The S&P 500 index gained 5.5 percent in July, adding to the second quarter rebound of 19.9 percent despite the fact that Gross Domestic Product (GDP) fell at an annualized pace of 32.9 percent in the second quarter. This stark contrast between the underlying economy and the markets is due to the seismic shift in Federal Reserve policy.
The Eurozone economy contracted by 12.1 percent in the second quarter, which ultimately led to the European Union approving a $2.06 trillion spending package. The German economy, Europe’s largest, fell by more than ten percent in the second quarter.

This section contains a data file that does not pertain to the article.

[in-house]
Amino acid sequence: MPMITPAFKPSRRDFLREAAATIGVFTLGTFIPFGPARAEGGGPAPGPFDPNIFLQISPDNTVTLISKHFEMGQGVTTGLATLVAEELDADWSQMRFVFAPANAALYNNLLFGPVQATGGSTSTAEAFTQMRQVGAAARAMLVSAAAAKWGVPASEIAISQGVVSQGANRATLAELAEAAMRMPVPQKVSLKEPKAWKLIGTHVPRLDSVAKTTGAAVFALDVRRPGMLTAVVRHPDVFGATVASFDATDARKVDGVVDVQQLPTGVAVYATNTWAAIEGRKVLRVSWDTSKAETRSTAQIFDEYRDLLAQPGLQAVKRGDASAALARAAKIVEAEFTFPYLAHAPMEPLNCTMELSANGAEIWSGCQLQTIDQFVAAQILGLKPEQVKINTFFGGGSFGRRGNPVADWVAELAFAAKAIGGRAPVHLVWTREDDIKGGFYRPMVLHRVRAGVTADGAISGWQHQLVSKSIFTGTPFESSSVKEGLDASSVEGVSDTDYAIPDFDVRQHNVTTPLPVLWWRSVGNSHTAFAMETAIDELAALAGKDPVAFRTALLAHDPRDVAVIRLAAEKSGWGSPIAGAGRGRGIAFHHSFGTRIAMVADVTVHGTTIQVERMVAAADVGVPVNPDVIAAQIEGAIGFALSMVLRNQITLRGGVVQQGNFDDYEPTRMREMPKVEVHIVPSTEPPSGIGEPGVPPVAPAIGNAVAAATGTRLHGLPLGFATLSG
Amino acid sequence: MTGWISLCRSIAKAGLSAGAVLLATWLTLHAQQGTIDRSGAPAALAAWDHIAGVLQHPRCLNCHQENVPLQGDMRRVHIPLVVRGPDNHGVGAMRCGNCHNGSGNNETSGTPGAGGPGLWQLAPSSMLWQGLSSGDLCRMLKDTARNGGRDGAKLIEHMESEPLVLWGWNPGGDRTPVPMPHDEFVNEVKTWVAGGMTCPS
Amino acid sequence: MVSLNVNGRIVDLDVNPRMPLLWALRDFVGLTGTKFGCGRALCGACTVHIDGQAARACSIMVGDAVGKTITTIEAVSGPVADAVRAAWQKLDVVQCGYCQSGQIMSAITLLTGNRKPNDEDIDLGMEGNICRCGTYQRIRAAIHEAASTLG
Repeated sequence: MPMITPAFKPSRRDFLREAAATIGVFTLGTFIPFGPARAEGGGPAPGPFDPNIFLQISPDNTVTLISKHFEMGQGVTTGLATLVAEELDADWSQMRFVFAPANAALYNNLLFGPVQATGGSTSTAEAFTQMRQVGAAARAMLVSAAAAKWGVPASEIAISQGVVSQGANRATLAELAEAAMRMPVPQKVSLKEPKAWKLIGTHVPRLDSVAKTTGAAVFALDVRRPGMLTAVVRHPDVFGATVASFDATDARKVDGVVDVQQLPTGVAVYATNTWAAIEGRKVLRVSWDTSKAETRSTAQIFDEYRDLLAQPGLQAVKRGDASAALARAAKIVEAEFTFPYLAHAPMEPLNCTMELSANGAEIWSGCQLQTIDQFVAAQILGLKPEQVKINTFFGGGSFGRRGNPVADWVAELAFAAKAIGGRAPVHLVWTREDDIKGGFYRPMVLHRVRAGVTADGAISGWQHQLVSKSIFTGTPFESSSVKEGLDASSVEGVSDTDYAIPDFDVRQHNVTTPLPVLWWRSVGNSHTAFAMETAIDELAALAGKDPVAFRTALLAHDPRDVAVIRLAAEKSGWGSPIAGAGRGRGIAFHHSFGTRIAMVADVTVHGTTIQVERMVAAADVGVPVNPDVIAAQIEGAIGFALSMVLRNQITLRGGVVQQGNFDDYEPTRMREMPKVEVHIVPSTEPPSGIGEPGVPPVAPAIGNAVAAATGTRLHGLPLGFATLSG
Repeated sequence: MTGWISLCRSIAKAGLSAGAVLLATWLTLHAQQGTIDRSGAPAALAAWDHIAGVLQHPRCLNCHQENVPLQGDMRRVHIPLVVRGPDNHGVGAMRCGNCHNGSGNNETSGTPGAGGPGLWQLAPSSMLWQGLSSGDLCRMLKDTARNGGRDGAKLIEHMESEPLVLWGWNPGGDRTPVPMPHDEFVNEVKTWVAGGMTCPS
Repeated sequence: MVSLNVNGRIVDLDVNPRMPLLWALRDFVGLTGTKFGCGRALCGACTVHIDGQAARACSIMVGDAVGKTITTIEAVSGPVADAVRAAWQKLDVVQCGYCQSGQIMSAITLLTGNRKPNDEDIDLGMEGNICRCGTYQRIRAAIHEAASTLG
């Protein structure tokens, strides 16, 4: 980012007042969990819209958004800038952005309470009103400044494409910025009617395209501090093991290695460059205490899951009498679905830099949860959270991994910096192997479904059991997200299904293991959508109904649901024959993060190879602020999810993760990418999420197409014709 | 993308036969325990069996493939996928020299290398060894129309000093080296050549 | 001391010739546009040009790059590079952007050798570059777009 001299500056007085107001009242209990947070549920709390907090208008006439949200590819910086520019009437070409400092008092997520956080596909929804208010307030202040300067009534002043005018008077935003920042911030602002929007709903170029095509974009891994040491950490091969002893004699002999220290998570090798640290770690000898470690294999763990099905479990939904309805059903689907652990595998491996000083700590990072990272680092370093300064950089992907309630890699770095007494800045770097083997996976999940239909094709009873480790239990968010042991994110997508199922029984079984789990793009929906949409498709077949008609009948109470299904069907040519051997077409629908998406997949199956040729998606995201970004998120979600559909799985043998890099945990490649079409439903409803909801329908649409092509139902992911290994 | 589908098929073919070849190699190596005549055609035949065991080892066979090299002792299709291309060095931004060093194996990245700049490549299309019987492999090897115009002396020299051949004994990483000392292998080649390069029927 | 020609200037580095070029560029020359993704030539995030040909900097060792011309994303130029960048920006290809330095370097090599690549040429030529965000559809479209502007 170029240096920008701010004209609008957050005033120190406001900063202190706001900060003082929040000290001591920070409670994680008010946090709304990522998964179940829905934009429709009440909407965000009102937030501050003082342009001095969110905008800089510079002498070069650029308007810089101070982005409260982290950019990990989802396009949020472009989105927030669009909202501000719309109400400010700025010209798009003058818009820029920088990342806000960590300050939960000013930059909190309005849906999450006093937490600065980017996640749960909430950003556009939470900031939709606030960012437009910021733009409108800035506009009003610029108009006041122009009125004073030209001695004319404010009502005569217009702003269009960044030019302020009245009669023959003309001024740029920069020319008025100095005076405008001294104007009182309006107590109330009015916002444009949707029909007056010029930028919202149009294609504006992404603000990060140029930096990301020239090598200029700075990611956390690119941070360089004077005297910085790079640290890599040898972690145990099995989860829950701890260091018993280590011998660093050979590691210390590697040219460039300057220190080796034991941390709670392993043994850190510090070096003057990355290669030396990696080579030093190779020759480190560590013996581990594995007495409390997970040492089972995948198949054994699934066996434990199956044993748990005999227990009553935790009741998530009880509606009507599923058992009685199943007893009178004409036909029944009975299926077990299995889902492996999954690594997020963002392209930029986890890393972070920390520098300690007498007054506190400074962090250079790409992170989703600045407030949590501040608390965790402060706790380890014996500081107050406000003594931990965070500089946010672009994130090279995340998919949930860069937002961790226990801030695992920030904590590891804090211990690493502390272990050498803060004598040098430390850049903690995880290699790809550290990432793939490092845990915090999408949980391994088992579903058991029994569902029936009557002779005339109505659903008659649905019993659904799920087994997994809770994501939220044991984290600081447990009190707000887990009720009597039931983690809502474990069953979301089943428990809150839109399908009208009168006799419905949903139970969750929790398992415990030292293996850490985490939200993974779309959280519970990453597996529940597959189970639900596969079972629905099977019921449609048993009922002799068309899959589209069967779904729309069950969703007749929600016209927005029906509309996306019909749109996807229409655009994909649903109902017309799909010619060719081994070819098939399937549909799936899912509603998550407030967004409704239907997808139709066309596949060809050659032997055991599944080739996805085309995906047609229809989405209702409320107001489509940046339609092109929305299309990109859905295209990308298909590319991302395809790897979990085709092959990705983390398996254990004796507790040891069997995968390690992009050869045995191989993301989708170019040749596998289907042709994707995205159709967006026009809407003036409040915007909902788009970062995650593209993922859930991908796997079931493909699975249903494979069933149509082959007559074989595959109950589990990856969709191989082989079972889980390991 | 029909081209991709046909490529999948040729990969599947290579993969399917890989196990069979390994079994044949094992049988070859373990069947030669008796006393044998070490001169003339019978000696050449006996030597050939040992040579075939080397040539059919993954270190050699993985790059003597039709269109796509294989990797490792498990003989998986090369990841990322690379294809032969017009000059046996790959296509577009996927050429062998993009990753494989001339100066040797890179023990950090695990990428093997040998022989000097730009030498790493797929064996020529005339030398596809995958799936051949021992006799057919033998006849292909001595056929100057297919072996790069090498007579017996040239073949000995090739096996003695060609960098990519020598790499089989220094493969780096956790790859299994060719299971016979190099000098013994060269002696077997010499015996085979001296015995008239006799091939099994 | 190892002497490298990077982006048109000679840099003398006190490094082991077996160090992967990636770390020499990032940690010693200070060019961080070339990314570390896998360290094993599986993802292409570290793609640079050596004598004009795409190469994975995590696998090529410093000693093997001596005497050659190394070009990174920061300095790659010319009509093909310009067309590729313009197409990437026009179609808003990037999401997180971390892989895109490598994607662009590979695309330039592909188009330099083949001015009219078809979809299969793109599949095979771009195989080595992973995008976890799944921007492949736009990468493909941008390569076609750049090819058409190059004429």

China’s GDP reportedly rose at an unlikely 3.2 percent from a year ago following the 6.8 percent decline year-over-year in the first quarter. We say “reportedly” as a good portion of the global economy was shut down in the second quarter, making that number suspect.